You’ve likely noticed by now that this Scouting Report deviates slightly from the normal how-to elk advice typically found here. Instead, think of this as a column about safeguarding the future of hunting. Think of it as scouting for the next stewards of elk country.
Let’s start with a look at the trends. Currently, the public overwhelmingly supports hunters, according to a 2013 survey released by Responsive Management, an internationally recognized research firm. The survey shows that adults 18 years and older approve of hunting by a margin of 79 percent. That’s up five points from 2011. Only 12 percent disapprove, while 9 percent are neutral.
While the data indicates we are in positive territory for building hunters and shooters, that wasn’t always the case. If you review US Fish and Wildlife Service survey data from 1991 to 2006, there was a significant downward trend. During this period the number of hunters declined by 11 percent. Big game hunting held solid, but small game hunters were down, and that should be cause for concern.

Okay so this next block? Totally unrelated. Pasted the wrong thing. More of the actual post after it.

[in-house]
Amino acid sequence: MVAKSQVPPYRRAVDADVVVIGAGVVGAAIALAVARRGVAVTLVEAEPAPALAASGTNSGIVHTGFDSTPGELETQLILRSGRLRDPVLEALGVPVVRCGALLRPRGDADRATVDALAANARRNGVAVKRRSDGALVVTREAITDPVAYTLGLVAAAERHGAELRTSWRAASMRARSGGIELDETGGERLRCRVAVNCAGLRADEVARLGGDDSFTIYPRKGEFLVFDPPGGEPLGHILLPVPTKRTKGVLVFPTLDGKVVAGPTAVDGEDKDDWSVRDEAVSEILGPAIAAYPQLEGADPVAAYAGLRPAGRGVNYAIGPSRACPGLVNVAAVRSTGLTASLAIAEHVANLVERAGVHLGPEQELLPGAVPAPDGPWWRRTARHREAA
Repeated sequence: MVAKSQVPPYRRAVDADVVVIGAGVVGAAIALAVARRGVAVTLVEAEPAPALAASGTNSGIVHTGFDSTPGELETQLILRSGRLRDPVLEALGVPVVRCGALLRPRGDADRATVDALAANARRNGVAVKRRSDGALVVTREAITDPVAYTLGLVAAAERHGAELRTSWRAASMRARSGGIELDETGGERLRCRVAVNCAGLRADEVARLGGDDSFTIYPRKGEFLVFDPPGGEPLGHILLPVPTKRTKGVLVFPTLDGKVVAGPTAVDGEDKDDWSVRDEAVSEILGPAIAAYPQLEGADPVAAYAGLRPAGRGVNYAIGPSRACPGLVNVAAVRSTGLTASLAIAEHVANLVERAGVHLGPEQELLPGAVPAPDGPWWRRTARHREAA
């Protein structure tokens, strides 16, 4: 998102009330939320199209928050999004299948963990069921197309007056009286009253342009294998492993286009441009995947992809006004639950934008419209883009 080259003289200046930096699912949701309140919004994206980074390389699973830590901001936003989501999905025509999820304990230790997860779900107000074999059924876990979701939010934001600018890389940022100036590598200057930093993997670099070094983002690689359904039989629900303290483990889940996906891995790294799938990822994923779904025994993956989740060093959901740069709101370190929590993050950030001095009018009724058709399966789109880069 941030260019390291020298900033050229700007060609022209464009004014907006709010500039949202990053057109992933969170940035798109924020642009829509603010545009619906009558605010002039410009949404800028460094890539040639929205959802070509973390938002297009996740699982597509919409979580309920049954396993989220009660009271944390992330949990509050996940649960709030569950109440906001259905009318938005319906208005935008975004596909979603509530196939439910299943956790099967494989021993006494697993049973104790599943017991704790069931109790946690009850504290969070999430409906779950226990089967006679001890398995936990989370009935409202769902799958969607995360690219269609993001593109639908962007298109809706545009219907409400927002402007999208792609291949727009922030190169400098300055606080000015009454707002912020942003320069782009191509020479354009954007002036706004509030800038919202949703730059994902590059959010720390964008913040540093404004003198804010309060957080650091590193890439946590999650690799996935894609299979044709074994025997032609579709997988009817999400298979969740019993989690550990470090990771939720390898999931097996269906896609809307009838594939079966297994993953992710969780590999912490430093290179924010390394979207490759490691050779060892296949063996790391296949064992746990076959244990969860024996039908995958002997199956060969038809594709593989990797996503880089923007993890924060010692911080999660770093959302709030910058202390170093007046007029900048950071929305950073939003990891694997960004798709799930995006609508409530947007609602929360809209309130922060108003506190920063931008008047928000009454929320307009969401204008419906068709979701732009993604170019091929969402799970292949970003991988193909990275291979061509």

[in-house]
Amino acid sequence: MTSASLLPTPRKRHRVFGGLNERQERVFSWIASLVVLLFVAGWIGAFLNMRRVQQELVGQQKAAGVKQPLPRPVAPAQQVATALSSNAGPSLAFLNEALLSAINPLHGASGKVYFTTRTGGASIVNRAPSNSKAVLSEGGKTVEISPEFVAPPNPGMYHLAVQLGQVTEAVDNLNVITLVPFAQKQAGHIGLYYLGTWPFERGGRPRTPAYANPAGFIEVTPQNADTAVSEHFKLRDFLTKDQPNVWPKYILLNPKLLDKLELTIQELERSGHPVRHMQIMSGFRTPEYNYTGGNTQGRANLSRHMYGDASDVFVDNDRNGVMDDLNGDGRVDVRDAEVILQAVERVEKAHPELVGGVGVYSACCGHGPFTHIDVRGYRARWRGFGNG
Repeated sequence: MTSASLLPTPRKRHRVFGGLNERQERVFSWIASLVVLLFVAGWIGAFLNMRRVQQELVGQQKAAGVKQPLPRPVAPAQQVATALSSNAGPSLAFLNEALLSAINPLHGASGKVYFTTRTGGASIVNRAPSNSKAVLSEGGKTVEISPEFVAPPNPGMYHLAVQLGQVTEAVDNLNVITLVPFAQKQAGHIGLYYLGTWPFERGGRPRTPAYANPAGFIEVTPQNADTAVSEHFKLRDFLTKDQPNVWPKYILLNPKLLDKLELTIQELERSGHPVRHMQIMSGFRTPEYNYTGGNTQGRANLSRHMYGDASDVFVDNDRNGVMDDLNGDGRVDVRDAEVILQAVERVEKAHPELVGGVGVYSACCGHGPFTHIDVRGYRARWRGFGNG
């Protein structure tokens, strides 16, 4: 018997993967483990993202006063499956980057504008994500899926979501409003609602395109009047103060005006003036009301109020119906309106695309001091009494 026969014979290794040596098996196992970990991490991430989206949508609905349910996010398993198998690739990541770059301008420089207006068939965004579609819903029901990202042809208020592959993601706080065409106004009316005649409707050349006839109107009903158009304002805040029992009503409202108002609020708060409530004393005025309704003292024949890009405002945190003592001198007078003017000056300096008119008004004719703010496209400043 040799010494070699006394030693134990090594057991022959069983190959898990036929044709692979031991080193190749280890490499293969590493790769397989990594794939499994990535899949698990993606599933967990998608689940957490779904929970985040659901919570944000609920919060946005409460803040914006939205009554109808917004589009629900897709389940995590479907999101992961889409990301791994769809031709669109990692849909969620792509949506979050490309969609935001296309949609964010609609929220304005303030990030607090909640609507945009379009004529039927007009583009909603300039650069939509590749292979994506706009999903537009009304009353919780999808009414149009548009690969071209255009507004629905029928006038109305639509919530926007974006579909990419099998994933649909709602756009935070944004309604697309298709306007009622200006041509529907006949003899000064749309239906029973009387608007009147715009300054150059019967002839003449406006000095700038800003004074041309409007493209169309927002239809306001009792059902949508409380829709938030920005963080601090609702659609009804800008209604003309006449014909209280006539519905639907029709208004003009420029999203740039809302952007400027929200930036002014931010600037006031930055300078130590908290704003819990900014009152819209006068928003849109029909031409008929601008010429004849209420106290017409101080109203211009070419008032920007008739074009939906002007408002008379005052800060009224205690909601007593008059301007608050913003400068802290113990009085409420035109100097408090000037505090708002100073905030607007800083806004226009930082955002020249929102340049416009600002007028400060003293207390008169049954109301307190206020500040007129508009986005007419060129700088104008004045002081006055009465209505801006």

Many young hunters begin pursuing cottontails, squirrels and other small game before going after whitetails and elk. Look back at your own beginnings. I started by chasing ringnecks and mallards, not whitetails and elk.
It’s good to know hunter participation is on the upswing, but it’s no time to take a coffee break. Introducing young people and others to the sport allows us to explain the hunter’s role in conservation, and that is a never-ending responsibility. Here’s why.
Baby boomers and generations prior had ties to rural America where hunting was as common as red barns in green pastures. Today, the landscape is different. Rural residents are dwindling and suburbia is bulging. A whopping 81 percent of the US population is now categorized as “urban.” Americans are increasingly losing that link to the outdoors. Visiting “Uncle Jim’s” farm isn’t an annual event for most families today. Although Americans still recreate in the outdoors, they don’t have a personal link that introduces them to activities such as farming, ranching, fishing and hunting.